But this is a deeply ingrained problem. The use of generative artificial intelligence like ChatGPT will help the detectives – but will also likely result in more fake papers which are now more easy to produce and more difficult or even impossible to detect.

Stop paying for dead cobras

They key to changing this culture is a switch in researcher assessment.

Researchers must be acknowledged and rewarded for responsible research practices: a focus on transparency and accountability, high quality teaching, good supervision, and excellent peer review. This will extend the scope of activities that yield “career points” and shift the emphasis of assessment from quantity to quality.

Fortunately, several initiatives and strategies already exist to focus on a balanced set of performance indicators that matter. The San Francisco Declaration on Research Assessment, established in 2012, calls on the research community to recognise and reward various research outputs, beyond just publication. The Hong Kong Principles, formulated and endorsed at the 6th World Conference in Research Integrity in 2019, encourage research evaluations that incentivise responsible research practices while minimise perverse incentives that drive practices like purchasing authorship or falsifying data.

These issues, as well as others related to protecting the integrity of research and building trust in it, will also be discussed during the 8th World Conference on Research Integrity in Athens, Greece in June this year.


Practices under the umbrella of “Open Science” will be pivotal to making the research process more transparent and researchers more accountable. Open Science is the umbrella term for a movement consisting of initiatives to make scholarly research more transparent and equitable, ranging from open access publication to citizen science.

Open Methods, for example, involves the pre-registration of a study design’s essential features before its start. A registered report containing the introduction and methods section is submitted to a journal before data collection starts. It is subsequently accepted or rejected based on the relevance of the research, as well as the methodology’s strength.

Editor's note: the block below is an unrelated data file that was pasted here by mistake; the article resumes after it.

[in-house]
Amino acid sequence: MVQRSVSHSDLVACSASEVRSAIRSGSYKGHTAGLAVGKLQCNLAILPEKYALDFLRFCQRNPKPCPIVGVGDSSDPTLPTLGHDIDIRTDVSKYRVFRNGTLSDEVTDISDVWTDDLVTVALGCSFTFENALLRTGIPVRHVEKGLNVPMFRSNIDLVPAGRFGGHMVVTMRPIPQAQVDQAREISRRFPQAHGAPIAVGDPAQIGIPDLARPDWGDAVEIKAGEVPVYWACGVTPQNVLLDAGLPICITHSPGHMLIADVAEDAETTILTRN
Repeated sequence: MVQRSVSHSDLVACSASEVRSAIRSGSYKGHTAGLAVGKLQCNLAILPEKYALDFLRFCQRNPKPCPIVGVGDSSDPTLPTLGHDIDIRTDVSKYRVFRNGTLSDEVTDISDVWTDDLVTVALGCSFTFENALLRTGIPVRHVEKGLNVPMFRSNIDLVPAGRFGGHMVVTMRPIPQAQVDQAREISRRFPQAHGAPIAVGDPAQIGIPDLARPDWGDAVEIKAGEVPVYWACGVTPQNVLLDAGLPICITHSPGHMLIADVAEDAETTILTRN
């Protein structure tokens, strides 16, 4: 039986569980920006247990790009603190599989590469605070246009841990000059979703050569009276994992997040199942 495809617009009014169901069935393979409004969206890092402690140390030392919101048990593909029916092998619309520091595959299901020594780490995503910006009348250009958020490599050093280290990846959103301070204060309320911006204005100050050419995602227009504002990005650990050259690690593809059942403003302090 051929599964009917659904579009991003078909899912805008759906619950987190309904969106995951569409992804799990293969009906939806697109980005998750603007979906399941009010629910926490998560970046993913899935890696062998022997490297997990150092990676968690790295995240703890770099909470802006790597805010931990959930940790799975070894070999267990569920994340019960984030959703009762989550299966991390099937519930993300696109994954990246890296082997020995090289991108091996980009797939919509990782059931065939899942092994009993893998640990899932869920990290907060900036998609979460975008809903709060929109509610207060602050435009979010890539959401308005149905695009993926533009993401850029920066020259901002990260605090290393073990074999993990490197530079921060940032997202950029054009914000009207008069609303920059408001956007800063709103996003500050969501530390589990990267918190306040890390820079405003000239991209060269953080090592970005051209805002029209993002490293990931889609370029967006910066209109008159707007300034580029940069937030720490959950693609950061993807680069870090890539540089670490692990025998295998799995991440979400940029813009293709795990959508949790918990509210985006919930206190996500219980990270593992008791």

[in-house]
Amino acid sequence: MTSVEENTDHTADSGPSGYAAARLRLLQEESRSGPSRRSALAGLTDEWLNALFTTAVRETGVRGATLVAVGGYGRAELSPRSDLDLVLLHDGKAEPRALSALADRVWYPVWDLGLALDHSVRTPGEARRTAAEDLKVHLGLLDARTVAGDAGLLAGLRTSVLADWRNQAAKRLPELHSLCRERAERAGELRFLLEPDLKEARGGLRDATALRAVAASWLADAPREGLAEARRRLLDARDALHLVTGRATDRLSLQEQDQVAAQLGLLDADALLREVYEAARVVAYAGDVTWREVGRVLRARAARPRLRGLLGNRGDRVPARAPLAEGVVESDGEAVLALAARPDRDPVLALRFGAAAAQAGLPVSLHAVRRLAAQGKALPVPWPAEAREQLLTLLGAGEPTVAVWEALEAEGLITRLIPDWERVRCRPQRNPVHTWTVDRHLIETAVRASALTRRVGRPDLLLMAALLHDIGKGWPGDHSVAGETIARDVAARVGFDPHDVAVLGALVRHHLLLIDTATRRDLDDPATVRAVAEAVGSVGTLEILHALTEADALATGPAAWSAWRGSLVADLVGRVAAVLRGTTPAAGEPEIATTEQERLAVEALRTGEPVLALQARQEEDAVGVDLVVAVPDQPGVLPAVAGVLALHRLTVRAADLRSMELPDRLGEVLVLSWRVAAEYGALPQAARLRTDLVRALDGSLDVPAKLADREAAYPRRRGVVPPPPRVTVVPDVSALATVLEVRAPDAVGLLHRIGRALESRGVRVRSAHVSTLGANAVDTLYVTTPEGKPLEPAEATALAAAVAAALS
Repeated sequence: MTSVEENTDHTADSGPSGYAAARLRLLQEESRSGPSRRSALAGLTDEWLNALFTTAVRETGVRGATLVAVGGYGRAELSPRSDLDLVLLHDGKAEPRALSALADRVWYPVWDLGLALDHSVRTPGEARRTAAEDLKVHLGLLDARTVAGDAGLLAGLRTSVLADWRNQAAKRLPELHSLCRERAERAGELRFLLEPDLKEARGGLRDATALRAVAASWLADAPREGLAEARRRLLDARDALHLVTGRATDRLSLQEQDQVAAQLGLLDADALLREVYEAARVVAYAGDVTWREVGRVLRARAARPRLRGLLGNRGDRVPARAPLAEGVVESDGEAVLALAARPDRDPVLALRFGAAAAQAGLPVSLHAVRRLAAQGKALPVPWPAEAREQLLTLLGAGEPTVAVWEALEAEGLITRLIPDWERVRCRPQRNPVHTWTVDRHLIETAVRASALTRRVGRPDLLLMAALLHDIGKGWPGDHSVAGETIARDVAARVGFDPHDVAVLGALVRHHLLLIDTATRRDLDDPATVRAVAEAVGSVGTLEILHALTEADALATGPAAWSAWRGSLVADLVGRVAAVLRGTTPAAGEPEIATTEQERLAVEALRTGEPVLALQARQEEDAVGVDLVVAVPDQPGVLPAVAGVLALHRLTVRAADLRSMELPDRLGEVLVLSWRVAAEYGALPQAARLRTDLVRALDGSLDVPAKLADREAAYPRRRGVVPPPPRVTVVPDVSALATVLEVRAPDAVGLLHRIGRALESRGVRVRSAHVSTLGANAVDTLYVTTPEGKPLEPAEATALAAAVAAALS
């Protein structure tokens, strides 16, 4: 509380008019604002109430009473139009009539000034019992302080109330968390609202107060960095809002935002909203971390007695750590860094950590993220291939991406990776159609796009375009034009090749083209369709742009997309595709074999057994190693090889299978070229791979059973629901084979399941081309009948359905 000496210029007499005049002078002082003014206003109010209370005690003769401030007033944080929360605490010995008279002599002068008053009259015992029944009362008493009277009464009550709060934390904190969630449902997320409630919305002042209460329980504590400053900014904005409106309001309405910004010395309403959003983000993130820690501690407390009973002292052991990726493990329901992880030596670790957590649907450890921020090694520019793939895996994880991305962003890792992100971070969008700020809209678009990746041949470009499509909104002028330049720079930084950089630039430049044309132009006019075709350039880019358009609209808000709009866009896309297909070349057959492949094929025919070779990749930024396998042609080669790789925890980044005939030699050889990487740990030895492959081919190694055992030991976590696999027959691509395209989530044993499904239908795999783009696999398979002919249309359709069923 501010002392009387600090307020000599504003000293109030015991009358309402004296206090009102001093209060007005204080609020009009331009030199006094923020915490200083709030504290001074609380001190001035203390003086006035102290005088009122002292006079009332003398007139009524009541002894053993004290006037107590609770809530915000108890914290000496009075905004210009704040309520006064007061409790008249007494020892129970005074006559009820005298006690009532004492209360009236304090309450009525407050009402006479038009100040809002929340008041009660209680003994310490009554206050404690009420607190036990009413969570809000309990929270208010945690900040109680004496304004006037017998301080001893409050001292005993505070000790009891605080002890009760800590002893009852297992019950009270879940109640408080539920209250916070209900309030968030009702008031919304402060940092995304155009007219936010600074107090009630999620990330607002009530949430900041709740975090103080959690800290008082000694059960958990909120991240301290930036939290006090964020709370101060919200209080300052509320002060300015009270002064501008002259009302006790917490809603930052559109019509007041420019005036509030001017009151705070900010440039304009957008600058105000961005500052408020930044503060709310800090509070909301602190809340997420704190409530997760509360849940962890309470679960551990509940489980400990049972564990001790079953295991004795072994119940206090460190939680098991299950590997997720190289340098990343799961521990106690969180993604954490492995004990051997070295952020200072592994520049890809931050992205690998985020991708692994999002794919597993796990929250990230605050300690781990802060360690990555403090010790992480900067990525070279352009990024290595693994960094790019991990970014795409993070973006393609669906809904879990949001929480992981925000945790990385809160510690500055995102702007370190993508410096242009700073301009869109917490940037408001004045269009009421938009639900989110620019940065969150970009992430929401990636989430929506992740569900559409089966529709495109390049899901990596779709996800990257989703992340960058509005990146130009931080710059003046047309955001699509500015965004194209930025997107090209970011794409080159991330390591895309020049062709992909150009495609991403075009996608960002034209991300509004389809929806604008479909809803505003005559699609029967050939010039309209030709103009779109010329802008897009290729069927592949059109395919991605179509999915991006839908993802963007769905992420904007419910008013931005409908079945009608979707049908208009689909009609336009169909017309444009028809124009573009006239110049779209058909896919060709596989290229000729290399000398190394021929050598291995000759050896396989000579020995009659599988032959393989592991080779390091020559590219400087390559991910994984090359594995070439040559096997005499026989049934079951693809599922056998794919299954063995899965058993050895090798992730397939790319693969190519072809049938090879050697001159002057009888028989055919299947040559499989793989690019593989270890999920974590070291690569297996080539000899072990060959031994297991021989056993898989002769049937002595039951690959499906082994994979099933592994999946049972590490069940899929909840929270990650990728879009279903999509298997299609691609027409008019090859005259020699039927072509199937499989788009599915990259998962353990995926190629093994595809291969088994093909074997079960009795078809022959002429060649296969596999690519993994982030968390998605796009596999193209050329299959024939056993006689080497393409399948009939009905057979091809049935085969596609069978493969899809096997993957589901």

The added benefit of a registered report is that reviewer feedback on the methodology can still change the study methods, as the data collection hasn’t started. Research can then begin without pressure to achieve positive results, removing the incentive to tweak or falsify data.

Peer review

Peer reviewers are an important line of defence against the publication of fatally flawed or fake papers. In this system, quality assurance of a paper is done on a completely voluntary and often anonymous basis by an expert in the relevant field or subject.

However, the person doing the review work receives no credit or reward. It’s crucial that this sort of “invisible” work in academia be recognised, celebrated and included among the criteria for promotion. This can contribute substantially to detecting questionable research practices (or worse) before publication.

It will incentivise good peer review, so fewer suspect articles pass through the process, and it will also open more paths to success in academia – thus breaking up the toxic publish-or-perish culture.

This article is based on a presentation given by the lead author at Stellenbosch University, South Africa on 12 February 2024. Natalie Simon, a communications consultant specialising in research who is part of the communications team for the 8th World Conference on Research Integrity and is also currently completing an MPhil in Science and Technology Studies at Stellenbosch University, co-authored this article. 

By Lex Bouter, Professor of Methodology and Integrity, Vrije Universiteit Amsterdam